Gurley Solar Compass

W. & L. E. Gurley began advertising solar compasses in 1858, acknowledging that these instruments had "come into general use in the surveys of U.S. public lands, the principal lines of which are required to be run with reference to the true meridian." Gurley went on to state: "The invention, having long since become the property of the public, we have given our attention to the manufacture of these instruments, and are now prepared to furnish them, with important improvements of our own devising, at greatly reduced prices."
The earliest Gurley solar compasses that have yet come to light are dated 1859, and they differ in a few small ways from the 1858 illustration. Most notably, the tangent screws were moved closer to the arcs. This example, which the University of Georgia purchased shortly before the outbreak of the Civil War, is of that type. The horizontal circle is silvered, graduated to 30 minutes, and read by opposite verniers to single minutes. The finish is anodized. The signature reads: "W. & L.E. Gurley, Troy, N.Y." The words "G. A. Raymond Jan. 1860" are scratched on the underside of the plate. George A. Raymond joined Gurley in 1853. He was given responsibility for assembling and adjusting solar compasses in 1858, and was still with the firm in 1889.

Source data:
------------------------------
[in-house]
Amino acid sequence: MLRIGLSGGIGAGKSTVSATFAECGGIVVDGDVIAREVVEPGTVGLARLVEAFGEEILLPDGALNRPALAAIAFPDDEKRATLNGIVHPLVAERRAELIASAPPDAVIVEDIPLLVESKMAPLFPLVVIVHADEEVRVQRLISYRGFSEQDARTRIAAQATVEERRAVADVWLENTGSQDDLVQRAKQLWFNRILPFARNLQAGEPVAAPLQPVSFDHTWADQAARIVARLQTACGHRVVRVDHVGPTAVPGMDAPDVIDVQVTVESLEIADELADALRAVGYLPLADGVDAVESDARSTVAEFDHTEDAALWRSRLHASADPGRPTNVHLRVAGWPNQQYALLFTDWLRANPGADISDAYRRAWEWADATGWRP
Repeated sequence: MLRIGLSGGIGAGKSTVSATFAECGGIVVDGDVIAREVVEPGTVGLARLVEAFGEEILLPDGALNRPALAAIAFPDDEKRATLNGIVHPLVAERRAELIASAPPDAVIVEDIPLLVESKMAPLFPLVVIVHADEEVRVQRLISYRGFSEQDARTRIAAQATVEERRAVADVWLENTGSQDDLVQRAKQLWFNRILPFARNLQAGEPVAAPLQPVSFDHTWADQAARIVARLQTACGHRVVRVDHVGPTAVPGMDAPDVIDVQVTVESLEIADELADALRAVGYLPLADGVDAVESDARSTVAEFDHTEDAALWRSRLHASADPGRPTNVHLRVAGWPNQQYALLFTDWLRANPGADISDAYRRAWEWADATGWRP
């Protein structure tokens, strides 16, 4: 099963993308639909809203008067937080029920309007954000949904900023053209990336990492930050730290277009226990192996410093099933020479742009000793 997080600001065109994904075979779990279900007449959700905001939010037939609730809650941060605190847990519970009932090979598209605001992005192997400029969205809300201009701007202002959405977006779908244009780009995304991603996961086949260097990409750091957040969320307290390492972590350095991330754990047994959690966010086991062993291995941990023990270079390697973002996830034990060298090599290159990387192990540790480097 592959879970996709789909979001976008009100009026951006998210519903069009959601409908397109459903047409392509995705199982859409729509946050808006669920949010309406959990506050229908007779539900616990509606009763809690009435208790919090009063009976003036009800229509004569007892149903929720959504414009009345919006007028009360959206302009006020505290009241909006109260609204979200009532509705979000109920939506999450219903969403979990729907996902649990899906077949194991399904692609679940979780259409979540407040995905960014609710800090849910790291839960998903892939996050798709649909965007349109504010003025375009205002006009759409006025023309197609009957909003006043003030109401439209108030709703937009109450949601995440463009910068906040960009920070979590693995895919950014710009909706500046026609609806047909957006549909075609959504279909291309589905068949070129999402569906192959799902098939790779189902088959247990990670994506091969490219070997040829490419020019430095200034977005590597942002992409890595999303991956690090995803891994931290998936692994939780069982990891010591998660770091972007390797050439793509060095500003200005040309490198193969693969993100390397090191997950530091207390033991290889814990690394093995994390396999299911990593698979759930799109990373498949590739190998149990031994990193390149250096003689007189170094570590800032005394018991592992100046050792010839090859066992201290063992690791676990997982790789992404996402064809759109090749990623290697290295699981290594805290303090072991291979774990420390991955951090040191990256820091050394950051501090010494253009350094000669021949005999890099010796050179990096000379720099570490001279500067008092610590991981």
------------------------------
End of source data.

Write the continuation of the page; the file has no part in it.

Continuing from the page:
Ref: W. & L. E. Gurley, Manual of the Principal Instruments used in American Engineering and Surveying (Troy, N. Y., 1858), pp. 64-93.
William H. Skerritt, "The Solar Surveying Instruments of the W. & L. E. Gurley Company," Rittenhouse 3 (1988): 15-22.
Currently not on view
W. & L. E. Gurley
place made
United States: New York, Troy
overall: 15 in; 38.1 cm
overall in case: 12 1/2 in x 16 3/16 in x 8 3/8 in; 31.75 cm x 41.11625 cm x 21.2725 cm
ID Number
catalog number
accession number
Credit Line
University of Georgia
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Medicine and Science: Physical Sciences
Measuring & Mapping
Surveying and Geodesy
Data Source
National Museum of American History